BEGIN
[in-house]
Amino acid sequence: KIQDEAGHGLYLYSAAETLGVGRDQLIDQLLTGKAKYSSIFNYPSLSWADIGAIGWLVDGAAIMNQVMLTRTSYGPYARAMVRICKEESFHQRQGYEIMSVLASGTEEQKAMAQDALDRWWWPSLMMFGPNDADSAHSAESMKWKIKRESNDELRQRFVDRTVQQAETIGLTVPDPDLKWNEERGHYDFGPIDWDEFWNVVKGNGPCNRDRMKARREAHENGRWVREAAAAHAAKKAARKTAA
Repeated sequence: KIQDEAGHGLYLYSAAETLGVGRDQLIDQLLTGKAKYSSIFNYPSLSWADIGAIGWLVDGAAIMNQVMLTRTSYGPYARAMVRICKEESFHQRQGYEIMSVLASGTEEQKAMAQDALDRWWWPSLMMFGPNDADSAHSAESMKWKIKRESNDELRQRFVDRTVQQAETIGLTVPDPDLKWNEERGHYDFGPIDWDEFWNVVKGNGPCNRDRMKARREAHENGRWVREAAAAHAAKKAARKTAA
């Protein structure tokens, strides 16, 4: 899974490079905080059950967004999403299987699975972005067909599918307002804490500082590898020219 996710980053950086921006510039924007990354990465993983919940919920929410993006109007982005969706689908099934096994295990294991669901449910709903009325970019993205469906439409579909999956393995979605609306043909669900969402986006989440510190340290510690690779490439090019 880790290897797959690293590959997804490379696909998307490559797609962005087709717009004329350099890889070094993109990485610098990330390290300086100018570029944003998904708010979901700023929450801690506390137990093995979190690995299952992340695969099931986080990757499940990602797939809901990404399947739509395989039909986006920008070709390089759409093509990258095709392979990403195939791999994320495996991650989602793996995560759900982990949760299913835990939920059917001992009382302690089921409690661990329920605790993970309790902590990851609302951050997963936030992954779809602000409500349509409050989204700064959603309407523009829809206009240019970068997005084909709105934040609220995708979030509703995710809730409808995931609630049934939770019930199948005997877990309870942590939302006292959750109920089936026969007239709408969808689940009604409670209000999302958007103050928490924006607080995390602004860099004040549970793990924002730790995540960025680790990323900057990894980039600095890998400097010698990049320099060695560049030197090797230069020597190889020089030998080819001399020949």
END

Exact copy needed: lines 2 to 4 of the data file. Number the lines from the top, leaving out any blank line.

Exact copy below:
Amino acid sequence: KIQDEAGHGLYLYSAAETLGVGRDQLIDQLLTGKAKYSSIFNYPSLSWADIGAIGWLVDGAAIMNQVMLTRTSYGPYARAMVRICKEESFHQRQGYEIMSVLASGTEEQKAMAQDALDRWWWPSLMMFGPNDADSAHSAESMKWKIKRESNDELRQRFVDRTVQQAETIGLTVPDPDLKWNEERGHYDFGPIDWDEFWNVVKGNGPCNRDRMKARREAHENGRWVREAAAAHAAKKAARKTAA
Repeated sequence: KIQDEAGHGLYLYSAAETLGVGRDQLIDQLLTGKAKYSSIFNYPSLSWADIGAIGWLVDGAAIMNQVMLTRTSYGPYARAMVRICKEESFHQRQGYEIMSVLASGTEEQKAMAQDALDRWWWPSLMMFGPNDADSAHSAESMKWKIKRESNDELRQRFVDRTVQQAETIGLTVPDPDLKWNEERGHYDFGPIDWDEFWNVVKGNGPCNRDRMKARREAHENGRWVREAAAAHAAKKAARKTAA
């Protein structure tokens, strides 16, 4: 899974490079905080059950967004999403299987699975972005067909599918307002804490500082590898020219 996710980053950086921006510039924007990354990465993983919940919920929410993006109007982005969706689908099934096994295990294991669901449910709903009325970019993205469906439409579909999956393995979605609306043909669900969402986006989440510190340290510690690779490439090019 880790290897797959690293590959997804490379696909998307490559797609962005087709717009004329350099890889070094993109990485610098990330390290300086100018570029944003998904708010979901700023929450801690506390137990093995979190690995299952992340695969099931986080990757499940990602797939809901990404399947739509395989039909986006920008070709390089759409093509990258095709392979990403195939791999994320495996991650989602793996995560759900982990949760299913835990939920059917001992009382302690089921409690661990329920605790993970309790902590990851609302951050997963936030992954779809602000409500349509409050989204700064959603309407523009829809206009240019970068997005084909709105934040609220995708979030509703995710809730409808995931609630049934939770019930199948005997877990309870942590939302006292959750109920089936026969007239709408969808689940009604409670209000999302958007103050928490924006607080995390602004860099004040549970793990924002730790995540960025680790990323900057990894980039600095890998400097010698990049320099060695560049030197090797230069020597190889020089030998080819001399020949």